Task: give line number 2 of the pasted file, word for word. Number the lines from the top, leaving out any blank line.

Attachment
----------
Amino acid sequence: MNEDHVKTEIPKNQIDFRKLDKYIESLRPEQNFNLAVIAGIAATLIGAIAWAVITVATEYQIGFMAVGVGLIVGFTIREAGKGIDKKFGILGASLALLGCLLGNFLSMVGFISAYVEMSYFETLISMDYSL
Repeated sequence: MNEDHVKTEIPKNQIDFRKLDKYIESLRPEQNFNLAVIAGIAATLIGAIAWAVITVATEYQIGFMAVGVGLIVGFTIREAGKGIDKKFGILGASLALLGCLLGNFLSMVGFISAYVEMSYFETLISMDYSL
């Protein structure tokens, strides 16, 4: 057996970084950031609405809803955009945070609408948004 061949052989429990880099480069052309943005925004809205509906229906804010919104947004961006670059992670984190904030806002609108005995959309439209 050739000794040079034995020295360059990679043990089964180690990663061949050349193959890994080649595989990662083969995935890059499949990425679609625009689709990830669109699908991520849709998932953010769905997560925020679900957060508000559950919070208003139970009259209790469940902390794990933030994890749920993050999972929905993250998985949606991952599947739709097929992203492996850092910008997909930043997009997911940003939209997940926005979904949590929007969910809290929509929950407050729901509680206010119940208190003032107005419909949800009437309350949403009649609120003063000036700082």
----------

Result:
Repeated sequence: MNEDHVKTEIPKNQIDFRKLDKYIESLRPEQNFNLAVIAGIAATLIGAIAWAVITVATEYQIGFMAVGVGLIVGFTIREAGKGIDKKFGILGASLALLGCLLGNFLSMVGFISAYVEMSYFETLISMDYSL